An unforgettable story of four women who, through grit and ingenuity, became stars in the cutthroat, high-stakes, male dominated world of venture capital in Silicon Valley, and helped build some of the foremost companies of our time.
In Alpha Girls, award-winning journalist Julian Guthrie takes readers behind the closed doors of venture capital, an industry that transforms economies and shapes how we live. We follow the lives and careers of four women who were largely written out of history - until now.
Magdalena Yesil, who arrived in America from Turkey with $43 to her name, would go on to receive her electrical engineering degree from Stanford, found some of the first companies to commercialize internet access, and help Marc Benioff build Salesforce. Mary Jane Elmore went from the corn fields of Indiana to Stanford and on to the storied venture capital firm IVP - where she was one of the first women in the U.S. to make partner - only to be pulled back from the glass ceiling by expectations at home. Theresia Gouw, an overachieving first-generation Asian American from a working-class town, dominated the foosball tables at Brown (she would later reluctantly let Sergey Brin win to help Accel Partners court Google), before she helped land and build companies including Facebook, Trulia, Imperva, and ForeScout. Sonja Hoel, a Southerner who became the first woman investing partner at white-glove Menlo Ventures, invested in McAfee, Hotmail, Acme Packet, and F5 Networks. As her star was still rising at Menlo, a personal crisis would turn her into an activist overnight, inspiring her to found an all-women's investment group and a national nonprofit for girls.
These women, juggling work and family, shaped the tech landscape we know today while overcoming unequal pay, actual punches, betrayals, and the sexist attitudes prevalent in Silicon Valley and in male-dominated industries everywhere. Despite the setbacks, they would rise again to rewrite the rules for an industry they love. In Alpha Girls, Guthrie reveals their untold stories.
|Publisher:||Crown Publishing Group|
|Product dimensions:||5.70(w) x 8.30(h) x 1.50(d)|
About the Author
Julian Guthrie spent twenty years writing for the San Francisco Chronicle, where she won numerous awards and had her writing nominated multiple times for the Pulitzer Prize. She is the author of three nonfiction books: The Grace of Everyday Saints, The Billionaire and the Mechanic, and How to Make a Spaceship. She lives in the San Francisco Bay Area.
Read an Excerpt
SAND HILL ROAD
MENLO PARK, CALIFORNIA
Mary Jane Elmore was giddy as she looked down at the rusted-out floorboards of her old green Ford Pinto. She could see the road rushing by below. But she wasn’t driving on just any road. She was making her way up Sand Hill Road, in the heart of Silicon Valley, about to start a new life intent on changing the world.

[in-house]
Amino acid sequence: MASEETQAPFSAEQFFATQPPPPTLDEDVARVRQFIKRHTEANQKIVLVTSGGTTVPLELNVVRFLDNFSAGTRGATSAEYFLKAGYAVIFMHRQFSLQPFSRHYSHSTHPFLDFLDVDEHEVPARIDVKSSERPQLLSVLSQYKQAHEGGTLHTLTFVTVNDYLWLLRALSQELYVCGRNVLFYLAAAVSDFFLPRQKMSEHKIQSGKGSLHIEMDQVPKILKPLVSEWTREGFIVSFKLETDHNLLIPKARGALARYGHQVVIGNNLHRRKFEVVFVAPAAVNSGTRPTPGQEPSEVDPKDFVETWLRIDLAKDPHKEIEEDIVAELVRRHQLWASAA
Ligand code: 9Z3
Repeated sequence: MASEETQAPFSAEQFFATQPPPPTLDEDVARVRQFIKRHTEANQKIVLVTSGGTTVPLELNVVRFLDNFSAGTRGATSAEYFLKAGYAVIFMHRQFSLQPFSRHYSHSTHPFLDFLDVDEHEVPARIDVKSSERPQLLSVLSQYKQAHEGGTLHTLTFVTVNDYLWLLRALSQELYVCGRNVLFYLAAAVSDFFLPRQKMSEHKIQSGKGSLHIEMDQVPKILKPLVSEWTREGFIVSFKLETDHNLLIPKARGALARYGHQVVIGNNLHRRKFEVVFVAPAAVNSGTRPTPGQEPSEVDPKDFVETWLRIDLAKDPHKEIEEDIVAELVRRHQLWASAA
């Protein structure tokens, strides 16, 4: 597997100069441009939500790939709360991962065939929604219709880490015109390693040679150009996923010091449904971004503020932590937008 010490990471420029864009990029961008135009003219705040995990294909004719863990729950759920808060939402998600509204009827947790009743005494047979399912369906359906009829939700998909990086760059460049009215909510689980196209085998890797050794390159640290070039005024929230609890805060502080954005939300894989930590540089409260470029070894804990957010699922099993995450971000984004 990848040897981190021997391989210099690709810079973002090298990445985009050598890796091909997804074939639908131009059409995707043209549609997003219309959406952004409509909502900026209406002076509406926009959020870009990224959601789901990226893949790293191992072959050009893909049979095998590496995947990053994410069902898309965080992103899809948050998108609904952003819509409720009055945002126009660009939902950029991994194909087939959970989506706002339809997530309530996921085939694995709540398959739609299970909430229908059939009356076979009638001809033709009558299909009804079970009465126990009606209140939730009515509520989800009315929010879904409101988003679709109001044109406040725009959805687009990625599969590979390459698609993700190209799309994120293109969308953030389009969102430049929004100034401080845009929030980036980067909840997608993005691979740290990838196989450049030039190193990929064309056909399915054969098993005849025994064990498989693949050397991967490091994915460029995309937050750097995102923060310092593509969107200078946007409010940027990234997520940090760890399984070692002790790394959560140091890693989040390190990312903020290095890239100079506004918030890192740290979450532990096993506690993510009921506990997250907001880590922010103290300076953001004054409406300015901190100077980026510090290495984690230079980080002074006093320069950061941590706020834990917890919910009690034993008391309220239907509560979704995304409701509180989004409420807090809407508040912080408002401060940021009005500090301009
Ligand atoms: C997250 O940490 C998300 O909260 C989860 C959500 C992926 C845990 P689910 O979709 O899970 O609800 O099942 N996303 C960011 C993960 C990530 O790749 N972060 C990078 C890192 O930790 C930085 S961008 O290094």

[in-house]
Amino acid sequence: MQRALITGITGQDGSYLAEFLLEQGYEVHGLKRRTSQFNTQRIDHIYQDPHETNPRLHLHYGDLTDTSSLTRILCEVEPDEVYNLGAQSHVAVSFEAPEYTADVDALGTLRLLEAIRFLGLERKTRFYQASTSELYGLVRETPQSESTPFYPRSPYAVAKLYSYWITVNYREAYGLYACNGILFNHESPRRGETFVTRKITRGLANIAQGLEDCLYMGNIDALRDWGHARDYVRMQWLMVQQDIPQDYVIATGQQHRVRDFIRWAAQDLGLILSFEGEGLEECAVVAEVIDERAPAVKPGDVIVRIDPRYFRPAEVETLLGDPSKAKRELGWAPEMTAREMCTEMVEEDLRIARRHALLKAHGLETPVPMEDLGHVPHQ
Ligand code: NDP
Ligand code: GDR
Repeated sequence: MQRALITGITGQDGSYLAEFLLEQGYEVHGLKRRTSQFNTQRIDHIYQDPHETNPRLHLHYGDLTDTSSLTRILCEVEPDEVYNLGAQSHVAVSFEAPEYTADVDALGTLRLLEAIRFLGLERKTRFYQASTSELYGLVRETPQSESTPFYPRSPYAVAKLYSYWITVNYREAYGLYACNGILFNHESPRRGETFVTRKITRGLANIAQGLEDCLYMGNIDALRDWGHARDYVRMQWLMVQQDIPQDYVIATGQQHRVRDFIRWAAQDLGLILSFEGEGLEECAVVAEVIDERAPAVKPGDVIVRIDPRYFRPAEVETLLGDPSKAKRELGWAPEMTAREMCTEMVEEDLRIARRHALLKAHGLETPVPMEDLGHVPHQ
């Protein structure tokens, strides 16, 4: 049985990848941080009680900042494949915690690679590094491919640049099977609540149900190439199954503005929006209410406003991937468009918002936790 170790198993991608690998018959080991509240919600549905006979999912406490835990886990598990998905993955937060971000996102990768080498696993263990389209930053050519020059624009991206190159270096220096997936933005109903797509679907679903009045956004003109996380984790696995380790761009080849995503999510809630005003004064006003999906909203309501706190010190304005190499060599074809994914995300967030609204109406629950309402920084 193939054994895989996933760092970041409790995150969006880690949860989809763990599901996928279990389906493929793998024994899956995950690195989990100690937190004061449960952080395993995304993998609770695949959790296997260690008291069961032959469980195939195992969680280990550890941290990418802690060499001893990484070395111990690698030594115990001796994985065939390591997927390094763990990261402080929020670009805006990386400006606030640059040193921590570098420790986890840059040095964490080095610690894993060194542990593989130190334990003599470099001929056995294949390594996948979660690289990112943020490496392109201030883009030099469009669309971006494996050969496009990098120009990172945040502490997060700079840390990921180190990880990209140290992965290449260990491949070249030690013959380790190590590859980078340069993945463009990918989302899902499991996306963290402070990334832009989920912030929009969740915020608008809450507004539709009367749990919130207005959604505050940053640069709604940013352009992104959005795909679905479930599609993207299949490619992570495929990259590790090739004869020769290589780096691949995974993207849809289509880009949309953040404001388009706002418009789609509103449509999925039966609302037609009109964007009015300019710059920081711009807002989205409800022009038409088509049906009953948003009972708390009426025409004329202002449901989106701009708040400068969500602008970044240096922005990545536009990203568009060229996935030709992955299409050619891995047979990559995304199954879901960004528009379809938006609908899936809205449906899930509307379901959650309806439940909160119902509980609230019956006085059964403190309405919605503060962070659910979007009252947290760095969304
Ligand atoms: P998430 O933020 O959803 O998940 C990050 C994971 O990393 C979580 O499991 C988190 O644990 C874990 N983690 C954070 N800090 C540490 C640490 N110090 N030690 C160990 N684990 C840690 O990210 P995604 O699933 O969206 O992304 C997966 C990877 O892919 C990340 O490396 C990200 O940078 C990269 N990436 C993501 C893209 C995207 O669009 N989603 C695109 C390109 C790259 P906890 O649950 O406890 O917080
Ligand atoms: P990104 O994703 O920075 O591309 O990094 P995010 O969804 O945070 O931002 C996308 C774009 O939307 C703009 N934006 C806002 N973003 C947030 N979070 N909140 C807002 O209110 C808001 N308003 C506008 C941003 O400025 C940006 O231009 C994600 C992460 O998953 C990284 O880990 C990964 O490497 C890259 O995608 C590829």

A pretty young woman with brown hair and brown eyes, Mary Jane had graduated from Purdue University in 1976 with a degree in mathematics. She paid for her car by waitressing during college summers, wearing a small orange romper that prompted oversize tips. Her beat-up Pinto, which leaked radiator fluid and still had its original Firestone 500 tires, had taken her nearly two thousand miles, from Kansas City to northern California, where she had landed a job at an eight-year-old technology company called Intel.
Although Sand Hill Road was the center of the venture capital world, no bronze statue of a charging bull, no Gilded Age architecture, and no artificial canyons towered over by gleaming skyscrapers commemorated it. At that time it was a stretch of rolling land laced with scrub brush, sprawling oak trees, big pink dahlias, and buildings that stretched long and low like an old Lincoln Continental. The midcentury modern structures, with outer skins of cedar, redwood, and masonry, featured numbers but no names. Unlike other centers of commerce, Sand Hill Road is intentionally inconspicuous; it consciously resists contemporary symbols of money and power. Instead, it is country club hush. To Mary Jane, it was a world away from the tall cornfields where she had skittered about as a child, playing hide-and-seek, moving three rows up and four rows over, strategic and mathematical in her decision making even then.
Her aptitude in math—not to mention a prescient feel for the markets—would make Mary Jane particularly well suited for this new California frontier. And in the 1970s, that was exactly what Silicon Valley felt like, a frontier, steeped in the aggressive and hungry spirit of the Gold Rush, of adventurers and fortune seekers risking everything for a glimmer of gold, aware that only a lucky few walked away winners. The original Gold Rush days of 1849 were dominated by mining companies and merchants hawking overpriced goods. It was ruled by men: Samuel Brannan, Levi Strauss, John Studebaker, Henry Wells, and William Fargo. Women, outnumbered and overmatched, were mostly reduced to entertainers, companions, wives, or housekeepers. Things were not that different in the more recent gold rush. The Valley was always a region dominated by men, from William Hewlett, Dave Packard, Bob Noyce, Gordon Moore, Andy Grove, Larry Ellison, Steve Jobs, and Steve Wozniak to, decades later, in the twenty-first century, Larry Page, Sergey Brin, Mark Zuckerberg, Elon Musk, Tim Cook, Travis Kalanick, and Marc Benioff.